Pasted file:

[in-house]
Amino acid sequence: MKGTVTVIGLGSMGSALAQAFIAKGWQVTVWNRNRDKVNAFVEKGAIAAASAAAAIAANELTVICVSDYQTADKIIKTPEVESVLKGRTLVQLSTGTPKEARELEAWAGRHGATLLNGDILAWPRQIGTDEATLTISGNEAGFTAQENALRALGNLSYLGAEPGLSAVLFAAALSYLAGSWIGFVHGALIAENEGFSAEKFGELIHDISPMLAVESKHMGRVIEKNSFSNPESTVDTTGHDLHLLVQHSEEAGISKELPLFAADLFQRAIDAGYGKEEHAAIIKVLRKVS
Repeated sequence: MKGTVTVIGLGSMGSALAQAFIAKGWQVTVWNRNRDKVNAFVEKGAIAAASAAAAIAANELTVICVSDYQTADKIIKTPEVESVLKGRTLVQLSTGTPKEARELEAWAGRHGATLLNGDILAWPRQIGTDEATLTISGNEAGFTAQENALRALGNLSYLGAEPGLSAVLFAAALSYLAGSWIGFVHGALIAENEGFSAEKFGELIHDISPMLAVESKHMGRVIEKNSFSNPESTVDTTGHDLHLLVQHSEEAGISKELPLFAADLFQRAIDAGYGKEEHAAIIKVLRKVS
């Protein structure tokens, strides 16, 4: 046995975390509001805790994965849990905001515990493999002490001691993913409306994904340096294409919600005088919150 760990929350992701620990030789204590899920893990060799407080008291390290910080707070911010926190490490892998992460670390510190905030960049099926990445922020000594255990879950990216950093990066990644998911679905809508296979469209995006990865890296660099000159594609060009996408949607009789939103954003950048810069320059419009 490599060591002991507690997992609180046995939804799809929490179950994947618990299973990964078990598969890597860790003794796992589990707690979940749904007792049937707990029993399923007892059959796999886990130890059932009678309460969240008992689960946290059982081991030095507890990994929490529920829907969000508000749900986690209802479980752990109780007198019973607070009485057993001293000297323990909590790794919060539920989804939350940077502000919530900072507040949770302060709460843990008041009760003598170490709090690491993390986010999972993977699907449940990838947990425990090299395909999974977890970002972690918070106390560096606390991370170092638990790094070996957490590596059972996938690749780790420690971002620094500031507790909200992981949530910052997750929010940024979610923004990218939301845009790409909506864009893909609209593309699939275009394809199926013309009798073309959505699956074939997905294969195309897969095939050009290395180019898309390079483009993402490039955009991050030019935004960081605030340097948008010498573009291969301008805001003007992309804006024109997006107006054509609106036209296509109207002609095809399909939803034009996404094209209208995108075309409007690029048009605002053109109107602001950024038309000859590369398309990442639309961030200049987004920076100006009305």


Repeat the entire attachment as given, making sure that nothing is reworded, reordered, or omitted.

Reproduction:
[in-house]
Amino acid sequence: MKGTVTVIGLGSMGSALAQAFIAKGWQVTVWNRNRDKVNAFVEKGAIAAASAAAAIAANELTVICVSDYQTADKIIKTPEVESVLKGRTLVQLSTGTPKEARELEAWAGRHGATLLNGDILAWPRQIGTDEATLTISGNEAGFTAQENALRALGNLSYLGAEPGLSAVLFAAALSYLAGSWIGFVHGALIAENEGFSAEKFGELIHDISPMLAVESKHMGRVIEKNSFSNPESTVDTTGHDLHLLVQHSEEAGISKELPLFAADLFQRAIDAGYGKEEHAAIIKVLRKVS
Repeated sequence: MKGTVTVIGLGSMGSALAQAFIAKGWQVTVWNRNRDKVNAFVEKGAIAAASAAAAIAANELTVICVSDYQTADKIIKTPEVESVLKGRTLVQLSTGTPKEARELEAWAGRHGATLLNGDILAWPRQIGTDEATLTISGNEAGFTAQENALRALGNLSYLGAEPGLSAVLFAAALSYLAGSWIGFVHGALIAENEGFSAEKFGELIHDISPMLAVESKHMGRVIEKNSFSNPESTVDTTGHDLHLLVQHSEEAGISKELPLFAADLFQRAIDAGYGKEEHAAIIKVLRKVS
């Protein structure tokens, strides 16, 4: 046995975390509001805790994965849990905001515990493999002490001691993913409306994904340096294409919600005088919150 760990929350992701620990030789204590899920893990060799407080008291390290910080707070911010926190490490892998992460670390510190905030960049099926990445922020000594255990879950990216950093990066990644998911679905809508296979469209995006990865890296660099000159594609060009996408949607009789939103954003950048810069320059419009 490599060591002991507690997992609180046995939804799809929490179950994947618990299973990964078990598969890597860790003794796992589990707690979940749904007792049937707990029993399923007892059959796999886990130890059932009678309460969240008992689960946290059982081991030095507890990994929490529920829907969000508000749900986690209802479980752990109780007198019973607070009485057993001293000297323990909590790794919060539920989804939350940077502000919530900072507040949770302060709460843990008041009760003598170490709090690491993390986010999972993977699907449940990838947990425990090299395909999974977890970002972690918070106390560096606390991370170092638990790094070996957490590596059972996938690749780790420690971002620094500031507790909200992981949530910052997750929010940024979610923004990218939301845009790409909506864009893909609209593309699939275009394809199926013309009798073309959505699956074939997905294969195309897969095939050009290395180019898309390079483009993402490039955009991050030019935004960081605030340097948008010498573009291969301008805001003007992309804006024109997006107006054509609106036209296509109207002609095809399909939803034009996404094209209208995108075309409007690029048009605002053109109107602001950024038309000859590369398309990442639309961030200049987004920076100006009305």